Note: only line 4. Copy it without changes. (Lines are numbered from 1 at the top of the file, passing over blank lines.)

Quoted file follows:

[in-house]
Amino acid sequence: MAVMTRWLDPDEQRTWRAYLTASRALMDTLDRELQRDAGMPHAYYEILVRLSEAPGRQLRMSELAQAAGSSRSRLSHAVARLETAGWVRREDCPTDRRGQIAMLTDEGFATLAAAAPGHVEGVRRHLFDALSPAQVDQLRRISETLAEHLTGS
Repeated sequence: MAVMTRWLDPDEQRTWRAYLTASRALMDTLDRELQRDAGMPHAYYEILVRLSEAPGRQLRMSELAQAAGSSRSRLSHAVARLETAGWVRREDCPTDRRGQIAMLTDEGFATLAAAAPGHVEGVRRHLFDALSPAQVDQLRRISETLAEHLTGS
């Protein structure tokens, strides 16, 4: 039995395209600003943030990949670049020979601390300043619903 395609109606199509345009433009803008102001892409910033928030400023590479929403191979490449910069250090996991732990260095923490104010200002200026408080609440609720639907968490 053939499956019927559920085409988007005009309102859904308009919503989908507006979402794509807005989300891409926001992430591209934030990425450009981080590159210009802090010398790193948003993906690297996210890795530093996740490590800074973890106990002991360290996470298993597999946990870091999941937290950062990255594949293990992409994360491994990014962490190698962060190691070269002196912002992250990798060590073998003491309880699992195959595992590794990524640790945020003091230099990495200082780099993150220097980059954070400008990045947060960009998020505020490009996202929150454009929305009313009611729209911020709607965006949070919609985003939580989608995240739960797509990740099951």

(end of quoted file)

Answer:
């Protein structure tokens, strides 16, 4: 039995395209600003943030990949670049020979601390300043619903 395609109606199509345009433009803008102001892409910033928030400023590479929403191979490449910069250090996991732990260095923490104010200002200026408080609440609720639907968490 053939499956019927559920085409988007005009309102859904308009919503989908507006979402794509807005989300891409926001992430591209934030990425450009981080590159210009802090010398790193948003993906690297996210890795530093996740490590800074973890106990002991360290996470298993597999946990870091999941937290950062990255594949293990992409994360491994990014962490190698962060190691070269002196912002992250990798060590073998003491309880699992195959595992590794990524640790945020003091230099990495200082780099993150220097980059954070400008990045947060960009998020505020490009996202929150454009929305009313009611729209911020709607965006949070919609985003939580989608995240739960797509990740099951």